ReachOut: Preventing the Bad Seed

ReachOut: Preventing the Bad Seed from Central Valley Ag on Vimeo.

Mike Zwingman

Mike Zwingman

Well.

It’s the second week of April.

Time for my usual speech, I think.

Planting: it’s too late to be early and too early to be late.  Am I right or am I right?

Anyone?  Anyone?

If you think you’ve heard it all before though, friends, think again.  I do sympathize that April seems to send me into the same fit year after year—I imagine that I must get a bit annoying to listen to.  But it’s PLANTING we’re talking about here, people.  The very most important time of our year.  And every year—every single stinkin’ year—brings us lessons to make the next one even better.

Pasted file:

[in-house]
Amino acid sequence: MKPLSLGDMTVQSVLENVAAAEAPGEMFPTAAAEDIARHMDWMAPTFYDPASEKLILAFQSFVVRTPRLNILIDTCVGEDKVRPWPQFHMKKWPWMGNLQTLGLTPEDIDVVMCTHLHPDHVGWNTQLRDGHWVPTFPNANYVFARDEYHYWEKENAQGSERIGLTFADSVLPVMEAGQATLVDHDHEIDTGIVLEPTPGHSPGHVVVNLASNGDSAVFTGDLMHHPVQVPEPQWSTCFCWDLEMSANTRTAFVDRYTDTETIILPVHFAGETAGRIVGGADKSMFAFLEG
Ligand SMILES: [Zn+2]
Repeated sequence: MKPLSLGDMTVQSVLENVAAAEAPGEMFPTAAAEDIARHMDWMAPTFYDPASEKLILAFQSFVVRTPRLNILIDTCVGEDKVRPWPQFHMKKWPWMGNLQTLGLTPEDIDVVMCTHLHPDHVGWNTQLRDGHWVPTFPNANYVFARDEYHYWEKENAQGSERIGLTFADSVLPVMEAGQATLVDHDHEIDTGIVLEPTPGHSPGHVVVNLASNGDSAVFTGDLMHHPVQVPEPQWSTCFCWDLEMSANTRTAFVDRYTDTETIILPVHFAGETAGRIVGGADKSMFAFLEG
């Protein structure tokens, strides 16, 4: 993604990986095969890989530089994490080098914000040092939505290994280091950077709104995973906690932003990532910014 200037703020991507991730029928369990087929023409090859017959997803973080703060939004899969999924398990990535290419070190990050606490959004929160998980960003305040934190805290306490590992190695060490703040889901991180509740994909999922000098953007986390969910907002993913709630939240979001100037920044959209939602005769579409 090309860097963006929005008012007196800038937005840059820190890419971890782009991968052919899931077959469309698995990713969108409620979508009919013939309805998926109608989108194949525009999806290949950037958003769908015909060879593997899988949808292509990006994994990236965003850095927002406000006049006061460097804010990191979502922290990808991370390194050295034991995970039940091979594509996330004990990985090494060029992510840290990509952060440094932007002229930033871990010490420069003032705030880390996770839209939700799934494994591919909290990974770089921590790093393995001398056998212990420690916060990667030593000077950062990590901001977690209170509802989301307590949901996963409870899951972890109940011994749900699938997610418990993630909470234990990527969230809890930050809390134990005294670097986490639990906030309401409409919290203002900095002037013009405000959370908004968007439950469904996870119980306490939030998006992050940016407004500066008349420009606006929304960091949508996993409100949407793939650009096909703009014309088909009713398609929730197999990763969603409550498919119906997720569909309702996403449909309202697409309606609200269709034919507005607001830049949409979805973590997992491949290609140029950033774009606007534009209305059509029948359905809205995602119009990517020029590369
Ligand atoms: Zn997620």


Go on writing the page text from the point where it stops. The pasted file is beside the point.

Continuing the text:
Last year gave us lessons by the bucketful.  If I learned one thing from our replanting experience, it’s that nothing is more important than the development of a plant early in its life.

Which has me thinking this year.  Most parts of our territory have received at least a little precipitation lately and it has us chomping at the bit to get out and fire up that planter.  (You better believe that I can’t wait to take my beautiful Eleanor for a spin.)  But I’ve been traveling far and wide across the territory lately, and I have to say that I’m not quite in love with the seed bed yet.  Some places it seems too hard, others too fluffy.  What it all needs across the board is a good, sweet soaking rain.

So wait to plant.